Value investing is a popular strategy for beginners. Made famous by Warren Buffett, value investors look for stocks that are selling at a discount to market value, usually because of a problem, but one that is likely to be solvable. The value investing strategy focuses on large, high-quality companies offering a dividend.
Today I’m looking at two companies I think would make great additions to a value investor’s portfolio, British American Tobacco (LSE:BATS) and Britvic (LSE:BVIC).
Tobacco in turmoil
FTSE 100 constituent BATS sells cigarettes and related tobacco products internationally. Its share price chart shows an impressive continuous climb until 2017, at which point it declined. This was mainly because a large tax liability it had deferred greatly increased and it purchased Reynolds American for $49bn to create the world’s largest listed tobacco firm. Combined, these factors caused its overall liabilities to triple.
But many investors are also increasingly concerned about the long-term sustainability of tobacco as a business model, although BATS is facing up to this. There are several alternative products entering the space with vaping and e-cigarettes having already made an impact, while the approach to cannabis is rapidly being liberalised and it’s being used in medical treatments in many Western countries. This is something tobacco companies are well placed to exploit.
BATS is already involved in vaping and as far back as 2017 planned to take over South African e-cigarette maker Twisp. This faced opposition but yesterday, the company agreed to a set of conditions lasting five years, which resulted in approval for the deal.
I think this is a positive move for the company and will help position it more favourably in the substitute smoking product market.
Sitting at around £30, the BATS share price is over 50% undervalued compared to its projected future cash flow and earnings per share is £2.69.
The company offers a 6.7% dividend yield, which is above the market’s top 25% of dividend payers in the UK and dividends per share have increased over the past 10 years.
I think its trailing price-to-earnings ratio (P/E) is low at 11, which is a potential buy signal to me, especially as it has confirmed rising sales from a new generation of products. In my opinion, BATS is a good buy-and-forget share for a balanced portfolio.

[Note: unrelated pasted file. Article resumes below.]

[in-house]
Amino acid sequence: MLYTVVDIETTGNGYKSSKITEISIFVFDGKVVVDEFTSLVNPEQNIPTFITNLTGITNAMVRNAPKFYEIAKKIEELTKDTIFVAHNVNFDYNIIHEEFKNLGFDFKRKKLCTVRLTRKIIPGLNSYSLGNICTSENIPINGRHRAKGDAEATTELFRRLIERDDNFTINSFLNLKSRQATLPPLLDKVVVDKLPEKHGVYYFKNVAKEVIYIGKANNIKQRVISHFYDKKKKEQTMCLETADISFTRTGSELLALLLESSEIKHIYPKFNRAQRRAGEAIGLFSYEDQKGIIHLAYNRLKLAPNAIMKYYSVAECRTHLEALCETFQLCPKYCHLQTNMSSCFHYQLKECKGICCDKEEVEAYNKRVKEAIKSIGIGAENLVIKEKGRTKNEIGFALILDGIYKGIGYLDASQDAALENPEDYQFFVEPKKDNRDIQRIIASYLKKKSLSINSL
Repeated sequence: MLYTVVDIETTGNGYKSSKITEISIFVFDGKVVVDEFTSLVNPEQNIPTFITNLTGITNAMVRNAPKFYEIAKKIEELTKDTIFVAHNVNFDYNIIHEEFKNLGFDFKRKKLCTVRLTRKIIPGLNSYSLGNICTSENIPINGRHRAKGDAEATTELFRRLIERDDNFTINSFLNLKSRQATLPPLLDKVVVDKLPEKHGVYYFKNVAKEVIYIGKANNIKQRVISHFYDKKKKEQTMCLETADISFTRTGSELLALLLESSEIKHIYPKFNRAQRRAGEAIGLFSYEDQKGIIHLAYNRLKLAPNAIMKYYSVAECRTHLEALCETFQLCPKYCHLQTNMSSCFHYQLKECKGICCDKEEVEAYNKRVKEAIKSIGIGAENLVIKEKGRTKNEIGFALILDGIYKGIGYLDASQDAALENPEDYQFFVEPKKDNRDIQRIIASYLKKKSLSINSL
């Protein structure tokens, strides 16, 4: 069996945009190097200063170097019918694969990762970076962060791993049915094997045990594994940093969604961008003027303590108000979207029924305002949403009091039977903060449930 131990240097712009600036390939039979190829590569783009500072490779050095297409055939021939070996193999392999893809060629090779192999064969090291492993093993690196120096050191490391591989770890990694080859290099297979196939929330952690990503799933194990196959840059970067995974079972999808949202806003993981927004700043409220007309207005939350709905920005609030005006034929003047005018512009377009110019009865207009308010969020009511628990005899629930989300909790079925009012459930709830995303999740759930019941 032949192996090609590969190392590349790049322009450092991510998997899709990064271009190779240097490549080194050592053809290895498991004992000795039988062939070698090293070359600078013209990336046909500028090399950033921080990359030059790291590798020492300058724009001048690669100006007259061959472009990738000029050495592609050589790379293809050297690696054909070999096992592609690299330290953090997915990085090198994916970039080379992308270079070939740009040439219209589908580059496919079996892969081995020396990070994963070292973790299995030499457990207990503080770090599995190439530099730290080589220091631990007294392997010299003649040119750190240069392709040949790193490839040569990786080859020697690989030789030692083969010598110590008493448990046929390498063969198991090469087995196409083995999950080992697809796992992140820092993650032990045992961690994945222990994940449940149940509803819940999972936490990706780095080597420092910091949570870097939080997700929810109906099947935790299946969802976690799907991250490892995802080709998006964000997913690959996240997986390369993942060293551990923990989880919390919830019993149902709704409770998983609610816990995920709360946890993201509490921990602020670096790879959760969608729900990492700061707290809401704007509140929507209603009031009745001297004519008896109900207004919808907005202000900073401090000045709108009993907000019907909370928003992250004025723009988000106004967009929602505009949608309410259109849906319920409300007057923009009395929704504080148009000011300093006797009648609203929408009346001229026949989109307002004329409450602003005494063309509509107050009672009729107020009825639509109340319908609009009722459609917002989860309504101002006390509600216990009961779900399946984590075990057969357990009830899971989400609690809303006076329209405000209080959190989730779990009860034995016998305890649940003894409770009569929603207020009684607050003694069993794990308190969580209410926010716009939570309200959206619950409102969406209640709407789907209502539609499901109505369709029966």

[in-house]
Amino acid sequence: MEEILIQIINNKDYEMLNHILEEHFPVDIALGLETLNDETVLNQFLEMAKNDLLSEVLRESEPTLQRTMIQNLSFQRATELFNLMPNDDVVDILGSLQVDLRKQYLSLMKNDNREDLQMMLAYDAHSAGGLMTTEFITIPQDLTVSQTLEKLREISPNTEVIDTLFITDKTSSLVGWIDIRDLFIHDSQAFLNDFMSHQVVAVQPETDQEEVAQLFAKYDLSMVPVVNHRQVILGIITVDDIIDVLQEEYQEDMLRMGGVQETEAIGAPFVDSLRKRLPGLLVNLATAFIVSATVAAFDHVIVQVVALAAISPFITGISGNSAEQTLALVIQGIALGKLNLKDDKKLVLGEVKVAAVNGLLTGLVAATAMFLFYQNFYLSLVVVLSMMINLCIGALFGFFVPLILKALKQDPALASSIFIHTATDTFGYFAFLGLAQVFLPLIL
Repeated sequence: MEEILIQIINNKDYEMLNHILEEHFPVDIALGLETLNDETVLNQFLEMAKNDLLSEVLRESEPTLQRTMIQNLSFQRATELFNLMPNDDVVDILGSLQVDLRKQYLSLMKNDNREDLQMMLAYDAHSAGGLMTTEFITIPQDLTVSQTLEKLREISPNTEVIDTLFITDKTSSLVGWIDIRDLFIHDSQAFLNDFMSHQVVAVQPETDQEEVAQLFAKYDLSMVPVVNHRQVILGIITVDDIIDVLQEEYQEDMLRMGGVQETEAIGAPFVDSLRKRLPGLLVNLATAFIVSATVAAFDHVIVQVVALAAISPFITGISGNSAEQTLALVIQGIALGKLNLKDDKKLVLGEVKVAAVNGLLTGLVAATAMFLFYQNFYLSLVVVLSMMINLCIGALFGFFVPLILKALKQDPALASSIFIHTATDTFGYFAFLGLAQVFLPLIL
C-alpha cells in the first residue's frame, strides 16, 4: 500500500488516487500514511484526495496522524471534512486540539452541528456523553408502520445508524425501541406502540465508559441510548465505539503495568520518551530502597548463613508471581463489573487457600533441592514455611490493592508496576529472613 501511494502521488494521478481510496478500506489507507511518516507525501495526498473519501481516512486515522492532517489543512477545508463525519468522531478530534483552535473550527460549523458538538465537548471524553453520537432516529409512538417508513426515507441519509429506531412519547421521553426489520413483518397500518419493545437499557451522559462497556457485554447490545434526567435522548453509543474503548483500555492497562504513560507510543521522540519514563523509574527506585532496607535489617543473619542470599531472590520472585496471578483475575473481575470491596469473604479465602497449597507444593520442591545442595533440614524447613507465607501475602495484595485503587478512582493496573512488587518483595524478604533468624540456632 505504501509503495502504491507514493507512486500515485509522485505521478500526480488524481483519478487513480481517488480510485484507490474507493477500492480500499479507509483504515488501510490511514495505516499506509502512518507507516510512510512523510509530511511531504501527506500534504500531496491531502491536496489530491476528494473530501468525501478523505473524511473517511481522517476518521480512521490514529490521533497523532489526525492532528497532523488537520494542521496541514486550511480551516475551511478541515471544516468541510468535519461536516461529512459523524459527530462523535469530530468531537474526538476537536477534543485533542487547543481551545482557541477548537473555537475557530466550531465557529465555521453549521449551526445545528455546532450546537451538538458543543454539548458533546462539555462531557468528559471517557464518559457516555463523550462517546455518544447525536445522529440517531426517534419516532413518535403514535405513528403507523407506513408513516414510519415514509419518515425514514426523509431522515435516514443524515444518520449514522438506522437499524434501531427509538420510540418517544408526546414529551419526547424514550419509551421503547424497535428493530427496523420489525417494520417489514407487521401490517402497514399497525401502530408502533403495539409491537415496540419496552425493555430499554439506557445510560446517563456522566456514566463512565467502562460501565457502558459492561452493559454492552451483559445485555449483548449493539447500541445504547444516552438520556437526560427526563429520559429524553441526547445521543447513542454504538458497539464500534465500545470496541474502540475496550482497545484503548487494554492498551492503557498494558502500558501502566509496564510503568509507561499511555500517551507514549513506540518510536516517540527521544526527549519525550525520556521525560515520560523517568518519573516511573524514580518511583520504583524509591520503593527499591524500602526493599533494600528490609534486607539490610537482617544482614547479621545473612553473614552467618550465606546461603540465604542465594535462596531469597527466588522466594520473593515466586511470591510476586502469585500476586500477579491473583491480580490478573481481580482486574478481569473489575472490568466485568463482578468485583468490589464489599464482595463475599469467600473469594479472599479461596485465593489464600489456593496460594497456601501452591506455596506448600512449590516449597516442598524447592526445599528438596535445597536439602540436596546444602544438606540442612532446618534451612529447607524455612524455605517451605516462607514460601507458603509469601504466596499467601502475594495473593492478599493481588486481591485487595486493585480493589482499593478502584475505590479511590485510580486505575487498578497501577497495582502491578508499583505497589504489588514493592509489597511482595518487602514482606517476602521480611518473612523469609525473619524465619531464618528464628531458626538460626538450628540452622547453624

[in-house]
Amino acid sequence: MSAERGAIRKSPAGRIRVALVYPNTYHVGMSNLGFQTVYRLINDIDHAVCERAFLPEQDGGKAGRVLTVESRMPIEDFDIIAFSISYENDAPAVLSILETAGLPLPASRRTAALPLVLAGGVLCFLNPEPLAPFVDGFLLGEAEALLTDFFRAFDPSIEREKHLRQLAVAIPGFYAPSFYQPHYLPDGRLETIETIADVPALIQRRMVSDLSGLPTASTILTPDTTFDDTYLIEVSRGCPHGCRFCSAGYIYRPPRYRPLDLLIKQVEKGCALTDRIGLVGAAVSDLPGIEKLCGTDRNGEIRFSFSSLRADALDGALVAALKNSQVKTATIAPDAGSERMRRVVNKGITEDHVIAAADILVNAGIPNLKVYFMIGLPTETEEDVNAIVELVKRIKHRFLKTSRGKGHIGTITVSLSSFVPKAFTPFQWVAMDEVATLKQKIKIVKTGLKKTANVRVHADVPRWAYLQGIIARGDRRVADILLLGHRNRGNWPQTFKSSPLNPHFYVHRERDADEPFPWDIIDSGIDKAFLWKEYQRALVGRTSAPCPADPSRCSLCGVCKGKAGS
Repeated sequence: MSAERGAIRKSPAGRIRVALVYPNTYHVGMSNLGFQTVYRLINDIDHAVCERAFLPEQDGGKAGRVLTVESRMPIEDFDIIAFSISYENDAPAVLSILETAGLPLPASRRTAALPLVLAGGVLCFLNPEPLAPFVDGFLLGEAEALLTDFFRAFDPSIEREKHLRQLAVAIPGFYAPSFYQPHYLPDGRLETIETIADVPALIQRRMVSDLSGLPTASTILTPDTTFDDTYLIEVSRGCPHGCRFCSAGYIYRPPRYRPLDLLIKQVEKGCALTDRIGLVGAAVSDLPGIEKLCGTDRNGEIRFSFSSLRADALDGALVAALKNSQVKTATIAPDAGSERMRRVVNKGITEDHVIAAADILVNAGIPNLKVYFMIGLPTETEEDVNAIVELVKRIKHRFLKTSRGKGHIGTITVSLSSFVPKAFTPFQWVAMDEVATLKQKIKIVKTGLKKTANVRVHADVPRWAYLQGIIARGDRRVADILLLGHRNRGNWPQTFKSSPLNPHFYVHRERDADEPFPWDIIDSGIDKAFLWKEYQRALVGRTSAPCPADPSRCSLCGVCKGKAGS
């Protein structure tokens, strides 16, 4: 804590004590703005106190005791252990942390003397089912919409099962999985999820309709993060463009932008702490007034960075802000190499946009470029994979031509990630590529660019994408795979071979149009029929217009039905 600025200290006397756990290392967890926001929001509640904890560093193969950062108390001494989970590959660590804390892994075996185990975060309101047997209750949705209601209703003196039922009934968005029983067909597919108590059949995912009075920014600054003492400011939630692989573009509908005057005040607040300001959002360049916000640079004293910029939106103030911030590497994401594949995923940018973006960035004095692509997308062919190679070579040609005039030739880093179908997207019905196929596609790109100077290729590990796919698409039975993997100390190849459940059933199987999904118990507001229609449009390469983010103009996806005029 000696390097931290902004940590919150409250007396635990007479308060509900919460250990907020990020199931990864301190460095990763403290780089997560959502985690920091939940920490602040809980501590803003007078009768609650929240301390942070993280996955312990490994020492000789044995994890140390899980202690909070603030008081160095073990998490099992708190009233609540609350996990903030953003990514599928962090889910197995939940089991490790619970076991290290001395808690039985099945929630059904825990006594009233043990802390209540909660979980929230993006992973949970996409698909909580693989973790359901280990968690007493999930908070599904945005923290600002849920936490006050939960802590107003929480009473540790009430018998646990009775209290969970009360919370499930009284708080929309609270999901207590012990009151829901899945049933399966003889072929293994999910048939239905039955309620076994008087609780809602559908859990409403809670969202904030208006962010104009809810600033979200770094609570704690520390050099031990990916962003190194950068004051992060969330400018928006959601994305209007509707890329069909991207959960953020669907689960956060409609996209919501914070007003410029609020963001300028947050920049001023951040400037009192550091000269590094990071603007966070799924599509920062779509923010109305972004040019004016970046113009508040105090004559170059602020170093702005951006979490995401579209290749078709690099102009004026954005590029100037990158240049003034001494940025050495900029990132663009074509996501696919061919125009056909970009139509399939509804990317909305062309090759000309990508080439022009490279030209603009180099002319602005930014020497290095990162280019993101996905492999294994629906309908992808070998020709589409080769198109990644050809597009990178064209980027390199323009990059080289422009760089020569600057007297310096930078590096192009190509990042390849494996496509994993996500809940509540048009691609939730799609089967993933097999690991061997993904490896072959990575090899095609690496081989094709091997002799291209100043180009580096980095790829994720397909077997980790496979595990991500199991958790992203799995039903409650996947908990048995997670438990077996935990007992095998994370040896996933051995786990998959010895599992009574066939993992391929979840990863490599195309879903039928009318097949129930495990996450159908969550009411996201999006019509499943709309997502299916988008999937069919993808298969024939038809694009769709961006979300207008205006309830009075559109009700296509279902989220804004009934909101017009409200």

Britvic is a manufacturer of soft drinks, primarily in the UK, France and Brazil. It features several famous brands among its offerings including Pepsi Max and Robinsons. A period of capital investment to improve British manufacturing and distribution has reached completion and Britvic’s approximate £8.65 share price is over 41% undervalued compared to its future cash flow value.
The FTSE 250 company delivered another reasonably strong financial performance with its latest results in a challenging environment and it has had a competitive edge since beverage manufacturers were faced with the sugar tax (many of its drinks were already low sugar).
Its P/E is reasonable at 19, EPS is 44.5p and the yield is 3%. With its £2.2bn market cap and licence to distribute Pepsi and 7Up in the UK/Ireland, I think the company is well placed to keep adding value.
These two companies have very large market caps, feature in the FTSE 350, provide dividends and have enjoyed previous steady growth. I think they both have the potential to climb again and I consider each a Buy.
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Kirsteen has no position in any of the shares mentioned. The Motley Fool UK owns shares of and has recommended Britvic. Views expressed on the companies mentioned in this article are those of the writer and therefore may differ from the official recommendations we make in our subscription services such as Share Advisor, Hidden Winners and Pro. Here at The Motley Fool we believe that considering a diverse range of insights makes us better investors.